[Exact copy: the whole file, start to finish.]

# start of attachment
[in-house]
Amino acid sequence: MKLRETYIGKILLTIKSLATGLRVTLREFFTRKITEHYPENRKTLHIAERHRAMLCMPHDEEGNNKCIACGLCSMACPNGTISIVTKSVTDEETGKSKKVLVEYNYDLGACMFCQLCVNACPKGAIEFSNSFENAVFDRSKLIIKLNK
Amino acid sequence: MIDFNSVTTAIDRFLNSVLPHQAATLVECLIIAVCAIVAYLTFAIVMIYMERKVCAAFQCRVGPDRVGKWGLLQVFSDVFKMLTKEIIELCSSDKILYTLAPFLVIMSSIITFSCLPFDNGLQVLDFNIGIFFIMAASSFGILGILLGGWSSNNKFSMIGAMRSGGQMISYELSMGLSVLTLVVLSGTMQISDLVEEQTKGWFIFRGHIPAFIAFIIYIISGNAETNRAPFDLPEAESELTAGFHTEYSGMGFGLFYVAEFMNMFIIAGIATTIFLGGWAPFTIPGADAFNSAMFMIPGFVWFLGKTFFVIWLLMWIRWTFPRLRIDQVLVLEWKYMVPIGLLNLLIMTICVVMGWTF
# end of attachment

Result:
[in-house]
Amino acid sequence: MKLRETYIGKILLTIKSLATGLRVTLREFFTRKITEHYPENRKTLHIAERHRAMLCMPHDEEGNNKCIACGLCSMACPNGTISIVTKSVTDEETGKSKKVLVEYNYDLGACMFCQLCVNACPKGAIEFSNSFENAVFDRSKLIIKLNK
Amino acid sequence: MIDFNSVTTAIDRFLNSVLPHQAATLVECLIIAVCAIVAYLTFAIVMIYMERKVCAAFQCRVGPDRVGKWGLLQVFSDVFKMLTKEIIELCSSDKILYTLAPFLVIMSSIITFSCLPFDNGLQVLDFNIGIFFIMAASSFGILGILLGGWSSNNKFSMIGAMRSGGQMISYELSMGLSVLTLVVLSGTMQISDLVEEQTKGWFIFRGHIPAFIAFIIYIISGNAETNRAPFDLPEAESELTAGFHTEYSGMGFGLFYVAEFMNMFIIAGIATTIFLGGWAPFTIPGADAFNSAMFMIPGFVWFLGKTFFVIWLLMWIRWTFPRLRIDQVLVLEWKYMVPIGLLNLLIMTICVVMGWTF